“Black boots, said Rawlins. Aint that the shits? I always wanted to be a badman.”
― Cormac McCarthy, All the Pretty Horses
“Empires die, like all of us dancers in the strobe-lit dark. See how the light needs shadows.”
― David Mitchell, The Bone Clocks
Any one that goes down to the Dallas Arboretum this summer will, understandably be wowed by the glass sculptures that Dale Chihuly has placed among the gardens. However, there are some other sculptures down there that are also worthy of looking at and blogging about.
One of my favorite little hidden spots is the Sunset Garden – with its particularly uncomfortable bench which looks down into the Pecan Parterre Garden and its century old pecan tree.
There is a series of photographs of Desha Delteil as a model in the George Eastman collection of photographs – you can see why she would be popular for a sculptural model.
Information from http://dic.academic.ru:
In 1916, Desha was hired to pose for sculptor Harriet Whitney Frishmuth and modeled for several of Frishmth’s female bronzes, which Frishmuth entitled Desha. She became Frishmuth’s favorite model, posing not only for a number of her best pieces but also for her studio art classes. She is known to have posed for The Vine and Roses of Yesterday, and is presumed to have posed for The Hunt based on similarities of form and figure.  Delteil modeled for other artists as well, being highly valued for her ability to hold difficult poses for extended periods.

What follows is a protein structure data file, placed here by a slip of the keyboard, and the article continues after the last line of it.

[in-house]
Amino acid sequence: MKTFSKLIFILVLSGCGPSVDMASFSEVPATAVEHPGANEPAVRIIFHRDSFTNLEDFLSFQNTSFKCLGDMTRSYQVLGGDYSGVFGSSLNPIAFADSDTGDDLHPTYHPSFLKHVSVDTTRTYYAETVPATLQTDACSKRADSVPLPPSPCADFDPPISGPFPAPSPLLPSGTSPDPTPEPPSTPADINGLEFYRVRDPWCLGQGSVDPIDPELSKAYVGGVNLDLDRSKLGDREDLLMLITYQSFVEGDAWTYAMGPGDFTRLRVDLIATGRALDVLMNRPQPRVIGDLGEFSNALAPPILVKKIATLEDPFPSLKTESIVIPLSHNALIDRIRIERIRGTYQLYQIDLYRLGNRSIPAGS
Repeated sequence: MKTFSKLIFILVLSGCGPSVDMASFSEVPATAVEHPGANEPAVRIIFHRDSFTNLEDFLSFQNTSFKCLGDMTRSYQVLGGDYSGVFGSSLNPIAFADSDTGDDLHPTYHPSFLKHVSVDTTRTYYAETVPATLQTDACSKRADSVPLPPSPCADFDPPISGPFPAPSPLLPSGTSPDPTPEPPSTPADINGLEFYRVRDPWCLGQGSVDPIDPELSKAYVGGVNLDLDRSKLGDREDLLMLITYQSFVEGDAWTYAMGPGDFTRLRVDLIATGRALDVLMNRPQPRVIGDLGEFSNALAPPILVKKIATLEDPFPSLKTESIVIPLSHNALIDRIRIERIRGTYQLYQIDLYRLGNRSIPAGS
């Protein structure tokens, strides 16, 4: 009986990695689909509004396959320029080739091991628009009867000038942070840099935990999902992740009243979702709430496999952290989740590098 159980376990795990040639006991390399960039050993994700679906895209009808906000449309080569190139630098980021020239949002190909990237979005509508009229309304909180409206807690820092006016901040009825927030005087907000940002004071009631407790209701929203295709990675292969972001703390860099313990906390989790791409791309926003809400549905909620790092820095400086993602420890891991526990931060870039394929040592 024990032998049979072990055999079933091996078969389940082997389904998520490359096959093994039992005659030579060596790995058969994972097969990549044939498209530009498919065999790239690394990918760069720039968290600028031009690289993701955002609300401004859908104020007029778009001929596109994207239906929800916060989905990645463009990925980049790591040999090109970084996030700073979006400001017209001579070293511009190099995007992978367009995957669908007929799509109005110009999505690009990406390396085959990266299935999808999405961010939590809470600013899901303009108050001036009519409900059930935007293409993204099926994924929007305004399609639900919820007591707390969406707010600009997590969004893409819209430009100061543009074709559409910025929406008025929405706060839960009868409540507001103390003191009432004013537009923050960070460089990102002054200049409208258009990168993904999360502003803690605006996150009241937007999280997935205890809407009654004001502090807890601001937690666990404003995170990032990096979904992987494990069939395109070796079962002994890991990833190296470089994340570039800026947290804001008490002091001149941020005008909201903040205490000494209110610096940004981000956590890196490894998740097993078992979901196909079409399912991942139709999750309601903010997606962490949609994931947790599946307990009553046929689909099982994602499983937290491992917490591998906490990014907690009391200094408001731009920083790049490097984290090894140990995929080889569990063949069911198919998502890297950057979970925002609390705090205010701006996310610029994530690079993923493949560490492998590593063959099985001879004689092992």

The dancer seems to be best known for doing the “Bubble Dance” in a 1929 musical comedy/revue, “Glorifying the American Girl” featuring the Ziegfeld Follies. I was able to find a copy of the film online – here.
However, Desha Delteil’s “Bubble Dance” is nowhere to be found. There are little bits of a very graceful dancer carrying a large transparent sphere moving in and out of scene, but no extended “dance.” And yes, if you were wondering, I did sit down and watch the whole thing. I like old movies.
The thing is, “Glorifying the American Girl” is a pre-code production from 1929 and in the decades since it has been cut down to remove any nudity or other morally unacceptable scenes. It could be that the Bubble Dance was simply too racy for the future.
Again, research online seems to indicate that UCLA has restored a complete, uncensored version of the film but hasn’t released it to the public. Maybe the famous “Bubble Dance” is in there somewhere.
I know this is way too much information about a simple little bronze sculpture in an obscure corner of the Dallas Arboretum – but you know how easy it is to fall down that rabbit hole once you start clicking away on the Google Searches.